Many PR course graduates will be keen to get customers, users, and the general public talking about the organisation they represent, or its products or services.
This could be achieved by allowing users to post comments, if the particular social media platform allows it (Facebook and YouTube both do).
As a PR professional, you could post replies and try and encourage further discussion.
Twitter can be used to encourage conversation: your organisation’s users or customers could be invited to send public and private messages via the site.
Social media experts suggest an organisation should be represented by a named person on Twitter, as users tend to feel more comfortable messaging a person, than they do a faceless organisation.
Several organisations are already successfully using Twitter as an extension to their customer services operation. They allow customers to post questions and make complaints via the site.
One of the first organisations to make this kind of use of Twitter was the American media group Comcast. It uses the Twitter username @comcastcares.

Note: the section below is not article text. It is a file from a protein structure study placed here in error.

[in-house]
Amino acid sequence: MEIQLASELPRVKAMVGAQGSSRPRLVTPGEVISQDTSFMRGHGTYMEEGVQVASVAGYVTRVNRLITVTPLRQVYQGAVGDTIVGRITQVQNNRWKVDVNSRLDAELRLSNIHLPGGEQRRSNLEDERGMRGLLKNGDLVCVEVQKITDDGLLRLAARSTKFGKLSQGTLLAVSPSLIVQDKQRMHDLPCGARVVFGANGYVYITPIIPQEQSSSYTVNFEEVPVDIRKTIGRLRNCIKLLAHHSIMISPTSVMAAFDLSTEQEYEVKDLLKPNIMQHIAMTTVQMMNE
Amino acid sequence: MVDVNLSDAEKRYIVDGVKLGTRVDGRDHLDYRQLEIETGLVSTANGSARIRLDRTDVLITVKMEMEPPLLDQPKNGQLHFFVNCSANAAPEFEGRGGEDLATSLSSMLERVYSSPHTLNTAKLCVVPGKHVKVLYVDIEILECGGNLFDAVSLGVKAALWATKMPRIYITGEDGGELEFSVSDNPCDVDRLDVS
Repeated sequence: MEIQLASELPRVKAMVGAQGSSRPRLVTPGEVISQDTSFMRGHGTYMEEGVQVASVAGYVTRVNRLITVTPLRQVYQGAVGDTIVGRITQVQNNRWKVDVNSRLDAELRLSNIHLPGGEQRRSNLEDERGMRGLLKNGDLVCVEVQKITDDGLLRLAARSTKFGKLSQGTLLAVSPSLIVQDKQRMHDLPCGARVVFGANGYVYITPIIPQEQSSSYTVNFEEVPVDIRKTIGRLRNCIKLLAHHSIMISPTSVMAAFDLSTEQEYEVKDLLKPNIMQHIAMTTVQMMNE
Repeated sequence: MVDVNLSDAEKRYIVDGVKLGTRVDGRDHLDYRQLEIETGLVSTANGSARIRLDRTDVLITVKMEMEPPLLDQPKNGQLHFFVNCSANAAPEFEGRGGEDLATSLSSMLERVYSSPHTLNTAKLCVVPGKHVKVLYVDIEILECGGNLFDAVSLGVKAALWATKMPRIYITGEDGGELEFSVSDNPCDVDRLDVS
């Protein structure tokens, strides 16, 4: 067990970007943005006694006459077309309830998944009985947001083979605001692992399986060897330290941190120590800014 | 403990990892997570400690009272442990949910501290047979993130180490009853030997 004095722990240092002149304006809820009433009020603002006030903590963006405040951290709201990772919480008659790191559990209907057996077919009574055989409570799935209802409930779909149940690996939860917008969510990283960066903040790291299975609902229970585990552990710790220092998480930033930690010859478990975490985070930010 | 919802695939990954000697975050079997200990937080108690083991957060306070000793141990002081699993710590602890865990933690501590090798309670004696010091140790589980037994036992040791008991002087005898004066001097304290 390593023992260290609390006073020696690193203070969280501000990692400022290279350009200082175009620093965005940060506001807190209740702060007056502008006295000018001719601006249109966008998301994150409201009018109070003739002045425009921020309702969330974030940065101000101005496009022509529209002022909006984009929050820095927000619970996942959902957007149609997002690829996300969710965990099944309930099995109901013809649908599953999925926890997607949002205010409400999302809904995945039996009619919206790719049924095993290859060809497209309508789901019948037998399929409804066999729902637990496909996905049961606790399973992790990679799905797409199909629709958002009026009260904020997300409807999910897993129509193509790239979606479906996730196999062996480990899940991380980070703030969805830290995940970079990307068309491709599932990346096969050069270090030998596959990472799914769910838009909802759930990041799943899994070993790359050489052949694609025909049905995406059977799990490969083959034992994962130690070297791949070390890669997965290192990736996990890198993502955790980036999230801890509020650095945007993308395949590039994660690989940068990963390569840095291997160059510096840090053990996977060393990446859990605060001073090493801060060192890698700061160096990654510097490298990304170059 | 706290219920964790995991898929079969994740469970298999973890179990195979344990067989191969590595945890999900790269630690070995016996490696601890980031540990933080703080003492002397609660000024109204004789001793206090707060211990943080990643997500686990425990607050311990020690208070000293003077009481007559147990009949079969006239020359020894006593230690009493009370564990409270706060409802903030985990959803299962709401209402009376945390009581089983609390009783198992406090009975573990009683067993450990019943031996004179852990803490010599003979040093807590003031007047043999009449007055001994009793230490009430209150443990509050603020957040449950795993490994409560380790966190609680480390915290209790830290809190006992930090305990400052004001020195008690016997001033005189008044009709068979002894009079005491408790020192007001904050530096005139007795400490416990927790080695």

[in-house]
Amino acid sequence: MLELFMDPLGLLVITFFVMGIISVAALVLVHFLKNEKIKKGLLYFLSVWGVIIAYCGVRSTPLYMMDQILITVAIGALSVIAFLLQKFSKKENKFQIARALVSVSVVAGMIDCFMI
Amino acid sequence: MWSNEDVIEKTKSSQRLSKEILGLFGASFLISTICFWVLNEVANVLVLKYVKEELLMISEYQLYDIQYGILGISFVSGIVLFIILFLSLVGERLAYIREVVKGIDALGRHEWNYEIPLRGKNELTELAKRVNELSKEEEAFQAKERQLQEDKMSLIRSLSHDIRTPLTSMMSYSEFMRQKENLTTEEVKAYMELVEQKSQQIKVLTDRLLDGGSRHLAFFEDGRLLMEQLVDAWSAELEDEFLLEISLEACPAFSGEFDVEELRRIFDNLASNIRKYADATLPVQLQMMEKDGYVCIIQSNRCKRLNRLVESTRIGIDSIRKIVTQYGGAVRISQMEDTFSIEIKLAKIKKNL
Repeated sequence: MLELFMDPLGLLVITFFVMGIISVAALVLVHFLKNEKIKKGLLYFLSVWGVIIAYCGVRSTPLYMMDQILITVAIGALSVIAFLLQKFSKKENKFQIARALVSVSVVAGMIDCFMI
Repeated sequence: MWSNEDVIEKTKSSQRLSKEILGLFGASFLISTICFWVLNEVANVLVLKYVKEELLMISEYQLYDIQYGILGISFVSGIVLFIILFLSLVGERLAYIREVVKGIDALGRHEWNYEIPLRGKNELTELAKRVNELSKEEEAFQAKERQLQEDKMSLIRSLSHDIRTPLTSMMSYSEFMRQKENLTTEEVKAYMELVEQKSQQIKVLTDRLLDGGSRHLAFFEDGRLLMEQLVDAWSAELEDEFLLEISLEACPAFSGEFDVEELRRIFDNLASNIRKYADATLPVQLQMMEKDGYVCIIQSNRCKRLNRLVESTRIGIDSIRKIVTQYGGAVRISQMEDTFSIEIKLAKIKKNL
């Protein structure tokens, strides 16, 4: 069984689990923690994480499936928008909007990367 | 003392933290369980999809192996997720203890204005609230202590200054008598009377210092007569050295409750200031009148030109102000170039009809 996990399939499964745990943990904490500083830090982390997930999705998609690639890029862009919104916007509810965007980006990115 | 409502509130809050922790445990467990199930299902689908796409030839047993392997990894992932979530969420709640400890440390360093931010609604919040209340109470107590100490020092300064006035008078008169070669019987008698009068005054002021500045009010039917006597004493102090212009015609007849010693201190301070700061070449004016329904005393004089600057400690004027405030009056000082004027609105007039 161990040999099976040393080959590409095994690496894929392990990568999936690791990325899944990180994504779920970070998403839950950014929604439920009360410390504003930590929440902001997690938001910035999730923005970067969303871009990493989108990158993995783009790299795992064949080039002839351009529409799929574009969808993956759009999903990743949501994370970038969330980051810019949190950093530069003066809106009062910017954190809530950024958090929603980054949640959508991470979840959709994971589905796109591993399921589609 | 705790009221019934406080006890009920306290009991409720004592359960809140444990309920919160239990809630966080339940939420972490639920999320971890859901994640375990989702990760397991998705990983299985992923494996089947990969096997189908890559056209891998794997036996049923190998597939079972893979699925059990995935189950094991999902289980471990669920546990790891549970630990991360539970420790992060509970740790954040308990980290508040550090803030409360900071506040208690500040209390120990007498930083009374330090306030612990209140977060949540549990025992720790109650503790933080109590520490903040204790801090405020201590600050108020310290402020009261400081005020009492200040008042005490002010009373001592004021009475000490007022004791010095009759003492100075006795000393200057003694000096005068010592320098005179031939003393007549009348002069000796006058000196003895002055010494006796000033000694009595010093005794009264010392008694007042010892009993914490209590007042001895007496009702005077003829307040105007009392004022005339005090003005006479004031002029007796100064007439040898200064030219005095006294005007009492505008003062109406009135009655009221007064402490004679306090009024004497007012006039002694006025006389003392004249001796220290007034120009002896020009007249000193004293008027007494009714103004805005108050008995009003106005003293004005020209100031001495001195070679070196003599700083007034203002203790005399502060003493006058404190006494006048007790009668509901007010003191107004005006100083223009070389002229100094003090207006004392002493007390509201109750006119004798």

Twitter, also uses a tagging system called hashtags. Tweets can feature a hashtag: usually a word preceded by the # symbol.
This is useful when searching for tweets about the organisation you represent. In Twitter parlance, multiple references to the same hashtag are said to be ‘trending’.
Most PR people will not be disappointed if the organisation they represent is trending all the time, because the reason is positive.
The Mashable website features what it thinks are the best brands on Twitter, and many sites have posted advice about how not-for-profit organisations can effectively use Twitter to raise their profile.
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